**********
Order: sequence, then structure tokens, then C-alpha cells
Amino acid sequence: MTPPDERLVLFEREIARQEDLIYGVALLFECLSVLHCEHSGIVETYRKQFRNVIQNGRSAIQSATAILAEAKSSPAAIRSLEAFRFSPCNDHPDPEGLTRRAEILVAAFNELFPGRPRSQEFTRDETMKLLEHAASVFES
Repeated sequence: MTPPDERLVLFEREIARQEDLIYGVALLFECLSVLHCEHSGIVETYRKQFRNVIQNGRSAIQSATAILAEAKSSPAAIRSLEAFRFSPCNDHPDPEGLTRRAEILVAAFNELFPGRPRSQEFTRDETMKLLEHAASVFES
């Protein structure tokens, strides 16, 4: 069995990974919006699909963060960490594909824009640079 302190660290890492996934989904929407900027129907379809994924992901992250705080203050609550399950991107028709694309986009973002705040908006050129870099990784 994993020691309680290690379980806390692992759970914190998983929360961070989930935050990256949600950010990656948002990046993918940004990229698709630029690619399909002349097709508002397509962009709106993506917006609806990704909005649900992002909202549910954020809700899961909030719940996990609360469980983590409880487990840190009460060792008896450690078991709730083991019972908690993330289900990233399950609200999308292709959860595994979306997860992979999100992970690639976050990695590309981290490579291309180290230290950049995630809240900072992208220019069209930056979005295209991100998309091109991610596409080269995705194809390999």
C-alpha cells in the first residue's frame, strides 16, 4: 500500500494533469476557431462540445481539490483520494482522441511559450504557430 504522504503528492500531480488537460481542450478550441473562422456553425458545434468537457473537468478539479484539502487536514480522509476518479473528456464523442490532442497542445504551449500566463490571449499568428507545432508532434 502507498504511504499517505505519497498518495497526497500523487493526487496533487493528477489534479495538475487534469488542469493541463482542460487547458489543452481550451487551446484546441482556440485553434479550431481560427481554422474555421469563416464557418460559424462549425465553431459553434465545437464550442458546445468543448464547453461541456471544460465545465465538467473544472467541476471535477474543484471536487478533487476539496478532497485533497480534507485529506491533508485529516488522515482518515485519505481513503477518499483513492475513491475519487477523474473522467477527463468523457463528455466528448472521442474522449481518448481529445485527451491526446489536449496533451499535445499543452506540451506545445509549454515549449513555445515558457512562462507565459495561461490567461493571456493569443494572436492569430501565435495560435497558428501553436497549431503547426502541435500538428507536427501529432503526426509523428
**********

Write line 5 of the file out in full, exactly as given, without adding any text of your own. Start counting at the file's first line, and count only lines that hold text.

C-alpha cells in the first residue's frame, strides 16, 4: 500500500494533469476557431462540445481539490483520494482522441511559450504557430 504522504503528492500531480488537460481542450478550441473562422456553425458545434468537457473537468478539479484539502487536514480522509476518479473528456464523442490532442497542445504551449500566463490571449499568428507545432508532434 502507498504511504499517505505519497498518495497526497500523487493526487496533487493528477489534479495538475487534469488542469493541463482542460487547458489543452481550451487551446484546441482556440485553434479550431481560427481554422474555421469563416464557418460559424462549425465553431459553434465545437464550442458546445468543448464547453461541456471544460465545465465538467473544472467541476471535477474543484471536487478533487476539496478532497485533497480534507485529506491533508485529516488522515482518515485519505481513503477518499483513492475513491475519487477523474473522467477527463468523457463528455466528448472521442474522449481518448481529445485527451491526446489536449496533451499535445499543452506540451506545445509549454515549449513555445515558457512562462507565459495561461490567461493571456493569443494572436492569430501565435495560435497558428501553436497549431503547426502541435500538428507536427501529432503526426509523428